Stage fright is an inherently individual condition which some individuals are naturally better equipped to deal with than others. So what does a musician do when they can perform at a level equal to the best of the best when they are in their private practice studio but fall apart due to performance anxiety when they step onto the stage?

Decades ago, musicians typically found their answers in a bottle; bourbon, scotch, vodka, gin, take your pick.  Alcohol has always been an easily accessible means to artificially lessen the rate of vital physiological activities.

But the pitfalls associated with that choice of action are obvious.  Alcohol not only deadens a musician's synaptic responses (which are at the heart of performance anxiety) but they also slow down cognitive and physical ability. Then there's that pesky addictive side effect to deal with.

Better living through pharmaceuticals

In 1965 Wyeth Laboratories developed Inderal, the brand name for propranolol, which is an antianginal, antiarrhythmic, antihypersensative, antimigraine drug, and beta blocker.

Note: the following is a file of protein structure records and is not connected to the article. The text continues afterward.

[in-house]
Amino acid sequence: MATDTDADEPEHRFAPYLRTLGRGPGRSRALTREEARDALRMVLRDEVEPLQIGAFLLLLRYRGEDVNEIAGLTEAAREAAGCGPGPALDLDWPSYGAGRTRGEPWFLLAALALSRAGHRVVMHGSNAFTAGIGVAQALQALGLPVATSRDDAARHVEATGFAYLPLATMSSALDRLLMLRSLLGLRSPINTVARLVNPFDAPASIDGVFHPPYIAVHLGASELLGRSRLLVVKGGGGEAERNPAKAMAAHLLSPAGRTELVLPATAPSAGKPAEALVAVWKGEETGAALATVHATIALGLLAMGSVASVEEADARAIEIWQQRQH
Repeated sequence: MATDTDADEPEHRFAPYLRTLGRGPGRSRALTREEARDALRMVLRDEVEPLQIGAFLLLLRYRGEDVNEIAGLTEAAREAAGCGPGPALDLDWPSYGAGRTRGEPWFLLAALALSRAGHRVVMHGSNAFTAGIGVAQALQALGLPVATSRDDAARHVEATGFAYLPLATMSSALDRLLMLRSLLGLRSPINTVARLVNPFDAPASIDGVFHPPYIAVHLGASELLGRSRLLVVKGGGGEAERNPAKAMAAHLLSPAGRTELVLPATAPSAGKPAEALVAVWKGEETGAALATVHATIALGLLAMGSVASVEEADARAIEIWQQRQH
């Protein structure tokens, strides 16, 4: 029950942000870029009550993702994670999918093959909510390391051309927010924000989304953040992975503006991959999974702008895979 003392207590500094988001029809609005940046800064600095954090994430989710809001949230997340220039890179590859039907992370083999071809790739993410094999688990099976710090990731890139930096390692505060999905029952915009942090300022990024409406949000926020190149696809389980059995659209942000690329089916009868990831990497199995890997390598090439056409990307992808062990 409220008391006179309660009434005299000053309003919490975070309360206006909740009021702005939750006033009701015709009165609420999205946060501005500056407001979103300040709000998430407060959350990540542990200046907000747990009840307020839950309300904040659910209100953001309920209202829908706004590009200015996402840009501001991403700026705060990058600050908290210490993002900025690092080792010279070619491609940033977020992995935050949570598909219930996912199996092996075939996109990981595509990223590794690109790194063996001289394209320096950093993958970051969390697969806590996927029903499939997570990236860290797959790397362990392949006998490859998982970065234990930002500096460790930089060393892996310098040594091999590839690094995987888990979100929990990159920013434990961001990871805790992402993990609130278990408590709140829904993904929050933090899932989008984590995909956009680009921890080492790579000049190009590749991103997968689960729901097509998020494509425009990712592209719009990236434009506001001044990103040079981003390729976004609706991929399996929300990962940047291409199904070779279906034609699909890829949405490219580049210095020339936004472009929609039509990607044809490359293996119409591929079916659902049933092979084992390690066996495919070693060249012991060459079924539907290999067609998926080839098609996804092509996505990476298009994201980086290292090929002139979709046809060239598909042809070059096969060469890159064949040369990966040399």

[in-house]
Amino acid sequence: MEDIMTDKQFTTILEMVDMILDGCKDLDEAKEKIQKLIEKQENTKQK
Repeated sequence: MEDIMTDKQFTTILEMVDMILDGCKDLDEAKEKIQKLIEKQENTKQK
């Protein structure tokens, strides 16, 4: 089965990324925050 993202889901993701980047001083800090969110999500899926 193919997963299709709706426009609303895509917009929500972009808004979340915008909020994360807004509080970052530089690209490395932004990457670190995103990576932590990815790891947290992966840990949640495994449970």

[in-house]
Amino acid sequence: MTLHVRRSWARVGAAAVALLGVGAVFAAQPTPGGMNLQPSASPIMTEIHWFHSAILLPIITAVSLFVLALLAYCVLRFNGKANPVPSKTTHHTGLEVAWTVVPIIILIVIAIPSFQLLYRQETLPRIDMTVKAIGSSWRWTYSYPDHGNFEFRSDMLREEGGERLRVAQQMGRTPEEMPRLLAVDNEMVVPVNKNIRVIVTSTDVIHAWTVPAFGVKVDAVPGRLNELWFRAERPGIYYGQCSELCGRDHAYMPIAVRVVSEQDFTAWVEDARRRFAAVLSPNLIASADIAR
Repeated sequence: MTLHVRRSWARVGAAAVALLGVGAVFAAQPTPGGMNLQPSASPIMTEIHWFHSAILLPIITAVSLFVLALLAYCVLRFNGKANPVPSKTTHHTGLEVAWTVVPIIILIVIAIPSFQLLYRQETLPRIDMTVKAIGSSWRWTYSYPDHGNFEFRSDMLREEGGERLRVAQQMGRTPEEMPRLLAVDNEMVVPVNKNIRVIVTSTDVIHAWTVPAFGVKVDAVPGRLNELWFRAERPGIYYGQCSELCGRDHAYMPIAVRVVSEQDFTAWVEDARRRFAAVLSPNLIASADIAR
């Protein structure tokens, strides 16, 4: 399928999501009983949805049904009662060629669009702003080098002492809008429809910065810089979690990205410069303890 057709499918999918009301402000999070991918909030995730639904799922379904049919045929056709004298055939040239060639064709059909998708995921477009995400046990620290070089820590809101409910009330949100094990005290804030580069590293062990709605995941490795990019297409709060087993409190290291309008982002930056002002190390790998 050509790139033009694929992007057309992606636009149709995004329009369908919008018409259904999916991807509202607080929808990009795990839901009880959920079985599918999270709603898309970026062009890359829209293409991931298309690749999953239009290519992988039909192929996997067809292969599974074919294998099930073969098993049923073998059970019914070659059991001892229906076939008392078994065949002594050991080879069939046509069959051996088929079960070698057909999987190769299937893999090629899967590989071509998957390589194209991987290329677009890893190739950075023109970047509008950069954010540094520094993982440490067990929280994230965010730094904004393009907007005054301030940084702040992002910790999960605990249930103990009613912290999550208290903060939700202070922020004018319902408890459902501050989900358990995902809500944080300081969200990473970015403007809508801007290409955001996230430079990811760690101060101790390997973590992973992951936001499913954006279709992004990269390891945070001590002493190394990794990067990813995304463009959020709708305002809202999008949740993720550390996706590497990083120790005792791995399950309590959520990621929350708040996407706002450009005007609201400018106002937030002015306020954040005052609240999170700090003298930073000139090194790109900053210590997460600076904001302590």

In English, that means it helps treat the effects of anxiety or nervous tension, aggressive behavior, angina, high blood pressure, migraine, headaches, panic attack, phobias, schizophrenia, tremors, and to help prevent second heart attacks.

Inderal is not habit forming, may be taken for months or even years, and proper dosage must be determined and prescribed by a physician.

It's obvious to see why many musicians have found this drug to be extraordinarily useful if fighting the symptoms of performance anxiety.

Some musicians who use this drug have experienced significant reductions in their level of performance anxiety which, in turn, allows them to reach much high levels of consistency in their performing. Best of all, it isn't habit forming and side effects are rare and usually minor in character.

A question of ethics

If you ask a group of musicians (especially a string player) about their feelings regarding Inderal and you'll likely get an ear full.  Some players find it to be a god send which allows them to consistently perform at their best while others see it as an artificial crutch that eliminates a level playing field.

For example, two of the most stressful situations in the classical music industry are solo performing and taking auditions. Both are directly connected to how successful a musician is throughout their career.